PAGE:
Fierce debates dominate D.C.’s first E-Cigarette Summit


If you imagined an e-cigarette conference full of policymakers at a Marriott in Washington would be a tame event, you would be wrong. I suppose I shouldn’t be surprised that e-cigarettes could a polarizing topic, but I will not soon forget the cheers and boos in the crowd as people stood up to state their opinions and present their research at the first E-Cigarette Summit here in Washington.

A running theme of this conference came down to the existential question: are you a skeptic or are you an enthusiast? Are e-cigarettes addictive products designed to hook teenagers or should they be marketed to current smokers as a quitting tool?

It’s important to understand that e-cigarettes are much safer than combustible cigarettes. Every panelist—including professors, physicians, economists and industry folks—agreed with reports that e-cigarettes are at least 95 percent safer than traditional cigarettes. What is not so easily understood is how best to use e-cigarettes to promote a healthier society.

We’ve seen debates like this before. Will needle-exchange sites keep injection users free from infectious disease or will they tacitly encourage people to try heroin? Does condom distribution in high schools prevent teen pregnancy or lead to a breakdown of morals? There are valid points in support of either argument, but whichever way we as a society land will have long-lasting effects.

The truth is there are a lot of specific questions that need to be answered before people will feel comfortable with novel devices. When it comes to e-cigarettes, there needs to be a balance between consumer protection, trust and the application of science, so that sound policy can best direct public health goals. Some of the discussions at this forum centered on questions for which we don’t yet have definitive answers:

  • Does a standalone nicotine product at the concentrations found in e-cigarettes (with the absence of other chemicals that are present in tobacco) produce changes in the brain consistent with addiction?
  • What environmental or product factors are predictors of successful transition from combustibles to e-cigarettes?

As we move forward in our research and advocacy endeavors, the answers to these questions will help shape both tobacco and e-cigarette policy and will form a foundation for U.S. harm-reduction policy.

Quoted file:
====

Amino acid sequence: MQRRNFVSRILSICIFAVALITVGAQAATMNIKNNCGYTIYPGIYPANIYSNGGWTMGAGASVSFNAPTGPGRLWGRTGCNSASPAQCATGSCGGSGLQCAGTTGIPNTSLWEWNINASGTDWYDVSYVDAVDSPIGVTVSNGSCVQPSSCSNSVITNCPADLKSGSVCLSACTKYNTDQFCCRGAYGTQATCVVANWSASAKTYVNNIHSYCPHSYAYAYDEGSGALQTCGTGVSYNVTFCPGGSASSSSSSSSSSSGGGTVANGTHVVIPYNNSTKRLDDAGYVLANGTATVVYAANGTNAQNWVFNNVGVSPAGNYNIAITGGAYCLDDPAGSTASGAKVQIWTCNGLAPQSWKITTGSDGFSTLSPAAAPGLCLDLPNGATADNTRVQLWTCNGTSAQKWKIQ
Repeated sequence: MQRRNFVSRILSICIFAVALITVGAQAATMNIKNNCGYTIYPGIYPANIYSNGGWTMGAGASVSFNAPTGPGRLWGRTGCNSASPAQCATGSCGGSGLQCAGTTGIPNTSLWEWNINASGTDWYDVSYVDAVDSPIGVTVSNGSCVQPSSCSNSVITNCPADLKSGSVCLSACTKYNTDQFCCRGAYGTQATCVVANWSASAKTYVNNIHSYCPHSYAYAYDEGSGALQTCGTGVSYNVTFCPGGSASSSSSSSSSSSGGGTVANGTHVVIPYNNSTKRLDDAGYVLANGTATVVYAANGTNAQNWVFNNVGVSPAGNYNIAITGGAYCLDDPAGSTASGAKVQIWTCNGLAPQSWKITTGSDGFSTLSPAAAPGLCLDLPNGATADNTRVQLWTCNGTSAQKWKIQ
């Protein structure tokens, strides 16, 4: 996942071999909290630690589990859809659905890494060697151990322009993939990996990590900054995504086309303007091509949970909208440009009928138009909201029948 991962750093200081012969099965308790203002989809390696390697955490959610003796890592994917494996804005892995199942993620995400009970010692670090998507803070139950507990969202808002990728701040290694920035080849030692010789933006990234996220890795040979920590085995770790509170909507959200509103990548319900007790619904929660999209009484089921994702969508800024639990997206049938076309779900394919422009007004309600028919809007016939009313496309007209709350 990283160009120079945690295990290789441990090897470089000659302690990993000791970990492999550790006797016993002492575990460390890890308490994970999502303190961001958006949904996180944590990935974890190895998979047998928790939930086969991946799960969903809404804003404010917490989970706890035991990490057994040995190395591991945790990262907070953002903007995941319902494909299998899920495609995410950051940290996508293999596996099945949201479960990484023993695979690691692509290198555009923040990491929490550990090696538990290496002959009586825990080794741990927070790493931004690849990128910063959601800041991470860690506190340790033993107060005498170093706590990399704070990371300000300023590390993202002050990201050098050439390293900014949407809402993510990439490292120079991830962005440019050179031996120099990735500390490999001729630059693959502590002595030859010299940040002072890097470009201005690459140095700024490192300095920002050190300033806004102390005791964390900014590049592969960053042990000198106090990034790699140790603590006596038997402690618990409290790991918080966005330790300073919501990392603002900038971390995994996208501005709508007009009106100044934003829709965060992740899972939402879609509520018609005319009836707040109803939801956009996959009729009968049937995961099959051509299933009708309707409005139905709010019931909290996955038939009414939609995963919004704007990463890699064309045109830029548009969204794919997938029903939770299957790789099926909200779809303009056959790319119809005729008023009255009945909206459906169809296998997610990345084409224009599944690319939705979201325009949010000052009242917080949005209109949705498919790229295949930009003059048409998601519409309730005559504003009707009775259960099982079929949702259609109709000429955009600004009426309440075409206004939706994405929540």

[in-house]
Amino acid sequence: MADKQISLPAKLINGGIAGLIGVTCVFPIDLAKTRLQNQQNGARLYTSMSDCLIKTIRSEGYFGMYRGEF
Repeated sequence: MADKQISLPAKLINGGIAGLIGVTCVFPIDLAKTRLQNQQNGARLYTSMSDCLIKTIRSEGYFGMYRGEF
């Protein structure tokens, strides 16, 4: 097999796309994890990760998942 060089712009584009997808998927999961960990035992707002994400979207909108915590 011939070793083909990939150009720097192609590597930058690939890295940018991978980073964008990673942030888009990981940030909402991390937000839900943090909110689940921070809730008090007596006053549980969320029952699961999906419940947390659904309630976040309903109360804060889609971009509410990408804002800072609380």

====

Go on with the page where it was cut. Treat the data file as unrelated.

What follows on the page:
Some of the more contentious issues created even more forceful debates. While e-cigarettes are effective smoking-cessation tools, physicians are reluctant to recommend them over medications, gum or the patch. Although teen smoking rates are at historic lows, the rise in experimentation of e-cigarettes is concerning (it is noteworthy that daily use of e-cigarettes among teens is 2 percent). While it is unethical to perpetuate the myth that e-cigarettes are nearly as harmful as traditional cigarettes, some suggest there might be an ethical dilemma in marketing e-cigarettes to recreational users.

It is fair to say that more information is better to avoid hooking a new generation on cigarettes, but it is more important to use the tools we have now to encourage smokers to switch to safer products. We cannot forget that, just today, more than 1,300 people will die from smoking in the United States alone. Getting people to stop smoking combustible cigarettes should be our No. 1 priority and there is now a product to make that happen.

Image by LezinAV

  • Rusty Rogers

    I finally was able to quit smoking after 53 on 5/19/13. From day one of using an e-cig a friend had given me I was able to resist ever having another cigarette. I had tried everything else available for years to no avail. I for one am very grateful for the e-cig industry!

  • Nate

    “Are e-cigarettes addictive products designed to hook teenagers or should they be marketed to current smokers as a quitting tool?”

    This is a totally false dichotomy. They’re recreational products that should be freely available to any grown adult who wishes to purchase and use them. It isn’t anyone’s damn business what the reason is.

    And people who enjoy smoking cigarettes and have no inclination to quit should be left the hell alone.

    • I totally agree.

      Ecigs may be used like NRTs, but they primarily are a recreational consumer product.

      I was one of the sizeable minority who had no intention to quit anything. I tried vaping just out of curiosity. And switched. Simply for the improved pleasure. Not for health reasons, not even because of the money.

      Details of “My Story” in my blog (via Disqus profile)